In terms of its ideas and concepts, Crash is in fact very interesting. The interplay between sexuality and technology in modern society may be rather overplayed by Ballard, but it is certainly a significant issue and one dealt with well by the book. Similarly, the hyperreal sense of a blurring of fiction and reality - Vaughan's greatest desire is to die in a collision with the film actress Elizabeth Taylor - is very strong, and one of the most visited themes within Ballard's work. All this is very good.

But the style of the novel, rather than leading to an exploration of the reader's own morality as was intended, seems only to bore and desensitise. Not helped by his constant repetition of the graphic description of sexual acts, Ballard's writing seems to ooze over the page (sorry...!) and the ultimate effect approaches the soporific. Similarly, the thematic assertions of the work are almost ridiculously overstated.On almost every page, Ballard draws a connection between the shape of cars and the form of the human body, in both being sexualised and made into art - I don't think I've ever read the word "stylization" more often.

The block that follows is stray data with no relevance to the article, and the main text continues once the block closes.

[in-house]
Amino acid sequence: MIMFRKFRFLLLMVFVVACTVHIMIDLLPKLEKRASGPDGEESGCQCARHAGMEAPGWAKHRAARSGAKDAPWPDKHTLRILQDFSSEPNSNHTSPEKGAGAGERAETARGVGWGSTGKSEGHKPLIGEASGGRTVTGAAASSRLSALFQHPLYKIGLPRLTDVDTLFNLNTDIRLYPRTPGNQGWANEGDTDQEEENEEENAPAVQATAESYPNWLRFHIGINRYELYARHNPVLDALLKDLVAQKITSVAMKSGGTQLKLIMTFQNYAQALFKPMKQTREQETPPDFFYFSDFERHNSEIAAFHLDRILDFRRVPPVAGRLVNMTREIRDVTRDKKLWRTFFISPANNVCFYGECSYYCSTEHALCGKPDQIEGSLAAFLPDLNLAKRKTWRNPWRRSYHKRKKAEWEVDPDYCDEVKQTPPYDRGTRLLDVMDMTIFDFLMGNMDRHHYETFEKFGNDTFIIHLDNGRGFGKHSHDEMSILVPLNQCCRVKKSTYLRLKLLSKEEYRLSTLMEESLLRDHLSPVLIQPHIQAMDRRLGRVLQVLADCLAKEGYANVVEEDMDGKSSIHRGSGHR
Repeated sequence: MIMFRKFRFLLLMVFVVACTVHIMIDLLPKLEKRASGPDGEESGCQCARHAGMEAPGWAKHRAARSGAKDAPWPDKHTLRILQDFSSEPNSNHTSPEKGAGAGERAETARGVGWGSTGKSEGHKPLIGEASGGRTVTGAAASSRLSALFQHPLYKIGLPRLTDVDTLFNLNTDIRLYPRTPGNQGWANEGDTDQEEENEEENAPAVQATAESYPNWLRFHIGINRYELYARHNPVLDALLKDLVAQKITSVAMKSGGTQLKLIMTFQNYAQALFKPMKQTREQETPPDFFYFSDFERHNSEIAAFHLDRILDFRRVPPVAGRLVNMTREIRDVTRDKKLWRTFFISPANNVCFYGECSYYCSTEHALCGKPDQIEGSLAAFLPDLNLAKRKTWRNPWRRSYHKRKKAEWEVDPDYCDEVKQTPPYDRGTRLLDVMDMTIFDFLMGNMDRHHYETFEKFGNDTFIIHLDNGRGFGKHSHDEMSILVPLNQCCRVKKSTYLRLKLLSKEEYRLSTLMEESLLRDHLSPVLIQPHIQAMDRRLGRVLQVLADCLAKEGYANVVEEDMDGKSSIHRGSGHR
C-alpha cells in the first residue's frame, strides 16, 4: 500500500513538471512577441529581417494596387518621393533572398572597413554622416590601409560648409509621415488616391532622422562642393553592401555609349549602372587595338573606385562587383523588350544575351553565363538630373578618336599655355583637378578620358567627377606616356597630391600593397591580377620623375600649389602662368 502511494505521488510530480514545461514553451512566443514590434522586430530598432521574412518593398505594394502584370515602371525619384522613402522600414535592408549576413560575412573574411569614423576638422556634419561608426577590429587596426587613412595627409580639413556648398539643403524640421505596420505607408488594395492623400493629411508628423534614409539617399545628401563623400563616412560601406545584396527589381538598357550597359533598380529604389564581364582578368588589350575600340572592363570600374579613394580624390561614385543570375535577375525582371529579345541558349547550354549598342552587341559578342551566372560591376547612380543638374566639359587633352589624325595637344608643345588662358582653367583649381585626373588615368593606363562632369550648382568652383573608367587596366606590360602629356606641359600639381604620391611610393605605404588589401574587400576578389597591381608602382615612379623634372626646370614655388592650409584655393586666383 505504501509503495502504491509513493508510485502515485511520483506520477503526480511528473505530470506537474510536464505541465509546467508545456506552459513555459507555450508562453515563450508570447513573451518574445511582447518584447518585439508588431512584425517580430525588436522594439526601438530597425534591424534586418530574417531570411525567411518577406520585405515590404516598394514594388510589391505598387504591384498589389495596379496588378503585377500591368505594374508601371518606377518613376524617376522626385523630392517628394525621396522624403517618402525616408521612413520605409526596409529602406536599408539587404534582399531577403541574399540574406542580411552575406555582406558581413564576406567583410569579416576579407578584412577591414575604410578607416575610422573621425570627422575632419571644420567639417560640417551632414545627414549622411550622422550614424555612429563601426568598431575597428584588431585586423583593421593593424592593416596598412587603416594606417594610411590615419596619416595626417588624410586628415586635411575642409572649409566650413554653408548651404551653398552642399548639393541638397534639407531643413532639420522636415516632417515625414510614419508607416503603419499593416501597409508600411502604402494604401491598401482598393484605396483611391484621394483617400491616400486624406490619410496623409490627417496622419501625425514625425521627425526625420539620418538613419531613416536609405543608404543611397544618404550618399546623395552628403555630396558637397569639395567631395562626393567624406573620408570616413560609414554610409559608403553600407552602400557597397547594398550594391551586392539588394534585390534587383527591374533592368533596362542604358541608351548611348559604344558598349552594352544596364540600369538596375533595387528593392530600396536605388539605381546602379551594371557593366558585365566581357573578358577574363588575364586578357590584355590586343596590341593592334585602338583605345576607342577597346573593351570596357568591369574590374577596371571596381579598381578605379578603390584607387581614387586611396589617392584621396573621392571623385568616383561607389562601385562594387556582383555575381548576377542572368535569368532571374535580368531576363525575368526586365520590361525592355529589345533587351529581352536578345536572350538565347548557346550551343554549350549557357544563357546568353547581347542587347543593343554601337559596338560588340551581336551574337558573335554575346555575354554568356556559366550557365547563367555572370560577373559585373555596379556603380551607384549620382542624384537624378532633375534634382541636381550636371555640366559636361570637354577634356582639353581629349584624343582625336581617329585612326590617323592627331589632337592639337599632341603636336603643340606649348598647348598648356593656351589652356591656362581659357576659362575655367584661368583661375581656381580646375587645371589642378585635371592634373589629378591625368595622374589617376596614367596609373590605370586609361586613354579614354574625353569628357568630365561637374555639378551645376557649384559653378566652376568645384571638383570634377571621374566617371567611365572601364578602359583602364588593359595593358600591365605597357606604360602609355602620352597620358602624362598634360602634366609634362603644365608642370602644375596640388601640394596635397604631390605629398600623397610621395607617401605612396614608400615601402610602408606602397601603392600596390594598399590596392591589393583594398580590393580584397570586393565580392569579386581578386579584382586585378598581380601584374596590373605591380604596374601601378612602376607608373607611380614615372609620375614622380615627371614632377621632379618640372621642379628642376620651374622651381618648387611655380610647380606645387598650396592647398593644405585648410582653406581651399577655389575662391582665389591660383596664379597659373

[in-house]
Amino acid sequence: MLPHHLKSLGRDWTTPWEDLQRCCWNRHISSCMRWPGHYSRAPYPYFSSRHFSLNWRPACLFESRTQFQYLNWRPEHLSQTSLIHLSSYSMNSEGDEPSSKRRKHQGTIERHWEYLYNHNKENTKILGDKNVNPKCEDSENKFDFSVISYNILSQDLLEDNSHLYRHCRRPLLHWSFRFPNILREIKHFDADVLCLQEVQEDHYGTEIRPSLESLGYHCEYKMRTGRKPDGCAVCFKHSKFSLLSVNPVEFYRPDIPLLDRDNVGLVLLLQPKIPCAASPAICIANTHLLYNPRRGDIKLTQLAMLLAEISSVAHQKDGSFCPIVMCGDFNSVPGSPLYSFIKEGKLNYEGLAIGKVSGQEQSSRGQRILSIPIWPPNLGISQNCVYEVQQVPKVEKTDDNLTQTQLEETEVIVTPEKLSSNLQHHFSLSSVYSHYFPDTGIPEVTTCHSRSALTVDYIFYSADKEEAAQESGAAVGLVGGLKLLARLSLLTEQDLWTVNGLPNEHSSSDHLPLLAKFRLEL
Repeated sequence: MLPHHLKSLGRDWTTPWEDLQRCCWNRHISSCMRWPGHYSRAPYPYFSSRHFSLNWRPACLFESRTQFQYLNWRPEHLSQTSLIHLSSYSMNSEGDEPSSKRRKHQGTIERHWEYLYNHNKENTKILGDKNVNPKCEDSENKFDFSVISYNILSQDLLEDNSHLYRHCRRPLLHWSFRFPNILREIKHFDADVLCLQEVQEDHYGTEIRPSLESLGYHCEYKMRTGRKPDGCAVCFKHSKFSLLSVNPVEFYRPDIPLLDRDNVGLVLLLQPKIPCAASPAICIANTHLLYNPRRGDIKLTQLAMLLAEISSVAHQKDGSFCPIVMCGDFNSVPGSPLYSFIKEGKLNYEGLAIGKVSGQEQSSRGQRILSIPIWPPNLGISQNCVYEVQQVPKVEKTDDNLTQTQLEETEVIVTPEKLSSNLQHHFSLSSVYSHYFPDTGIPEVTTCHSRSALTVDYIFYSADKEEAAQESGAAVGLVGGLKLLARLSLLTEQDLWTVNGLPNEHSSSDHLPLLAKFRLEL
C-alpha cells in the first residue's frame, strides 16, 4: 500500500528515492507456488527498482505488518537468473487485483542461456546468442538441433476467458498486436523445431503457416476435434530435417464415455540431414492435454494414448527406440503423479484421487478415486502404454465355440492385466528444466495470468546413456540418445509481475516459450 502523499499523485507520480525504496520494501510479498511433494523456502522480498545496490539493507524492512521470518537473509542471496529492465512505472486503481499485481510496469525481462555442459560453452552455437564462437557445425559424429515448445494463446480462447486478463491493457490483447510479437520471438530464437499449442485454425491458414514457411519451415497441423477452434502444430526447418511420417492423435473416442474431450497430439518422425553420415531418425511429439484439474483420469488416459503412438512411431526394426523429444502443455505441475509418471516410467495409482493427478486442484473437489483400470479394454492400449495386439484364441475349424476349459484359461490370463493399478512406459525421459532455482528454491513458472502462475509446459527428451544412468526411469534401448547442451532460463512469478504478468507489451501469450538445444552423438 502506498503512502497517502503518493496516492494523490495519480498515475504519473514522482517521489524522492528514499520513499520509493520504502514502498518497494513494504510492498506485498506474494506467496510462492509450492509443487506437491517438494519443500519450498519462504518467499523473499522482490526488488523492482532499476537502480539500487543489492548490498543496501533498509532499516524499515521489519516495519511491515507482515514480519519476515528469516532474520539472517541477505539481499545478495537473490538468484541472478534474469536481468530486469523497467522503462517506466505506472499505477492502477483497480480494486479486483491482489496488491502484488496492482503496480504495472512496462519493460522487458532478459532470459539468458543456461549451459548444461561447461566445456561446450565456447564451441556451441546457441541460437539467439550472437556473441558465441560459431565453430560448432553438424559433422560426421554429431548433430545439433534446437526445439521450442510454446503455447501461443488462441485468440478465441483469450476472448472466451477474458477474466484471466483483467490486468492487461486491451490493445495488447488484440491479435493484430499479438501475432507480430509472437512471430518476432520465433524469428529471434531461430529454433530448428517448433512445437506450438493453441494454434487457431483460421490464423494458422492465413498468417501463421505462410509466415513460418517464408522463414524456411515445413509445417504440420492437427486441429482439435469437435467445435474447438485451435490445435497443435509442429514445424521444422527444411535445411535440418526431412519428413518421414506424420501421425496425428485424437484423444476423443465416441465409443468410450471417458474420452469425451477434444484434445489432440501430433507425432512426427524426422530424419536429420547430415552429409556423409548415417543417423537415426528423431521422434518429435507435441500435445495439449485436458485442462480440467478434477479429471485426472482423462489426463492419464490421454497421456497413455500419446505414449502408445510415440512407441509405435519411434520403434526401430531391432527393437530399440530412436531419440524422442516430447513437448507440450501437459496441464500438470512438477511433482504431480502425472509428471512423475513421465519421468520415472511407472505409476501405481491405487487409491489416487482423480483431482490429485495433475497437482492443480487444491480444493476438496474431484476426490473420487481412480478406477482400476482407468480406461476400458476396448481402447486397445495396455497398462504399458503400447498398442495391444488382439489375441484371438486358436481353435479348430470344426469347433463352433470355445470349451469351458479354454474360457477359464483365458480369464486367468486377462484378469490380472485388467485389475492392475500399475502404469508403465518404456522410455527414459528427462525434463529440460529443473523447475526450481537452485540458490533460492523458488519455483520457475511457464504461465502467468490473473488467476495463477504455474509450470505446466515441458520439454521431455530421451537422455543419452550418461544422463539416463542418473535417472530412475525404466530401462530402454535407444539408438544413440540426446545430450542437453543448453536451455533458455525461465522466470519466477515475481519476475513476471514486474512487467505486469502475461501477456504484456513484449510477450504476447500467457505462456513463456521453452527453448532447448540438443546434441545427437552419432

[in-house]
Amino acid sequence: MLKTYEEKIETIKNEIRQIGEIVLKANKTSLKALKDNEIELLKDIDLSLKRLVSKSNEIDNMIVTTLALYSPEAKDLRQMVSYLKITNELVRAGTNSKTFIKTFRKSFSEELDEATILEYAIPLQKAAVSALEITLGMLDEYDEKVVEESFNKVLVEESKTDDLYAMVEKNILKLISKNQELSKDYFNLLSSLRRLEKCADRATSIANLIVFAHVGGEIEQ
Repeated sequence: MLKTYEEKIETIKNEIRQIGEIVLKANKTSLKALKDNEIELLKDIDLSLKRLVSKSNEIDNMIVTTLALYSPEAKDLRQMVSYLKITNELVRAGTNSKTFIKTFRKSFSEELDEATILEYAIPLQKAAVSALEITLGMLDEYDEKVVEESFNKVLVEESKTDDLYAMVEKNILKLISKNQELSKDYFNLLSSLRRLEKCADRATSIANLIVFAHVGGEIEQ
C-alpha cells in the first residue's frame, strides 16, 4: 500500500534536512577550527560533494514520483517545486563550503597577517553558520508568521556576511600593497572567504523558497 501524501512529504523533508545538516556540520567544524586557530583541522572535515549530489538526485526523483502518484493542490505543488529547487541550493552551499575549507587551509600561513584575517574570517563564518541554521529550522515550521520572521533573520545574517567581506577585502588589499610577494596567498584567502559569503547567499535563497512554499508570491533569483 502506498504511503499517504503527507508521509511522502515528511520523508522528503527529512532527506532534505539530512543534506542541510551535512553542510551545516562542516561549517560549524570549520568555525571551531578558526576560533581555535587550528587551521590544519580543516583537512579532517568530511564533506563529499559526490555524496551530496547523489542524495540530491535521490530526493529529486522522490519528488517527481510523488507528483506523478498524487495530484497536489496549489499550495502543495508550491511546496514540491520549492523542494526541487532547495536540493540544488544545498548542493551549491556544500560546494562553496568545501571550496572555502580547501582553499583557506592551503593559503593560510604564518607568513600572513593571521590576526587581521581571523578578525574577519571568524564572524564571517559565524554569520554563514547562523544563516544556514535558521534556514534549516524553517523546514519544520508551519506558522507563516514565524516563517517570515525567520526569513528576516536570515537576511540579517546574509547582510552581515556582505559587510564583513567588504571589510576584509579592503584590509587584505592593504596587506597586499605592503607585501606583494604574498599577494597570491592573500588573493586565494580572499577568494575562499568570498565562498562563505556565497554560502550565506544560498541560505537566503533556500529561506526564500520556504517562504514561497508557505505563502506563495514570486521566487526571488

Overall, Crash is valuable to all fans of dystopia and sci-fi horror as an exploration of the dark side of our advertisement visions of sexuality and technology. But the disengaging style, while ostensibly in order to make the reader complicit in the amorality of the story, serves only to bore them to such an extent that they don't actually care what happens.


Me in the world: